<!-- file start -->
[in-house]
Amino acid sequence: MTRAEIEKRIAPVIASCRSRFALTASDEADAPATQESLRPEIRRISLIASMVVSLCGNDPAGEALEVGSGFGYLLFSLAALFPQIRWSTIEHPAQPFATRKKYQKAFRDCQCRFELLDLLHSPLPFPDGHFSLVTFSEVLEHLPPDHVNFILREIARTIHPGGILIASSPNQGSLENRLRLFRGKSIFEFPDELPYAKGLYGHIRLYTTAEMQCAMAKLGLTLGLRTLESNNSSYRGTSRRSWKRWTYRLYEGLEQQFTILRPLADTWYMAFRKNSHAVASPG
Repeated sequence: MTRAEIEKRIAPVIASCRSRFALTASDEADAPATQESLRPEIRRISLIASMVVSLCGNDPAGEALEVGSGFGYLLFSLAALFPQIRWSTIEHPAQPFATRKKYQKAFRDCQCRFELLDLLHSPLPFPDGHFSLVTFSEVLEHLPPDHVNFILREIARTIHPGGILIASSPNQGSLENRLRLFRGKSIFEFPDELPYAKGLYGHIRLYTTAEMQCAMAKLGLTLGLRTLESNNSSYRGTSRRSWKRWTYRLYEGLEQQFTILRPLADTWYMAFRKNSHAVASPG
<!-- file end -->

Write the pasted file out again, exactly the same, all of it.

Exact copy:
[in-house]
Amino acid sequence: MTRAEIEKRIAPVIASCRSRFALTASDEADAPATQESLRPEIRRISLIASMVVSLCGNDPAGEALEVGSGFGYLLFSLAALFPQIRWSTIEHPAQPFATRKKYQKAFRDCQCRFELLDLLHSPLPFPDGHFSLVTFSEVLEHLPPDHVNFILREIARTIHPGGILIASSPNQGSLENRLRLFRGKSIFEFPDELPYAKGLYGHIRLYTTAEMQCAMAKLGLTLGLRTLESNNSSYRGTSRRSWKRWTYRLYEGLEQQFTILRPLADTWYMAFRKNSHAVASPG
Repeated sequence: MTRAEIEKRIAPVIASCRSRFALTASDEADAPATQESLRPEIRRISLIASMVVSLCGNDPAGEALEVGSGFGYLLFSLAALFPQIRWSTIEHPAQPFATRKKYQKAFRDCQCRFELLDLLHSPLPFPDGHFSLVTFSEVLEHLPPDHVNFILREIARTIHPGGILIASSPNQGSLENRLRLFRGKSIFEFPDELPYAKGLYGHIRLYTTAEMQCAMAKLGLTLGLRTLESNNSSYRGTSRRSWKRWTYRLYEGLEQQFTILRPLADTWYMAFRKNSHAVASPG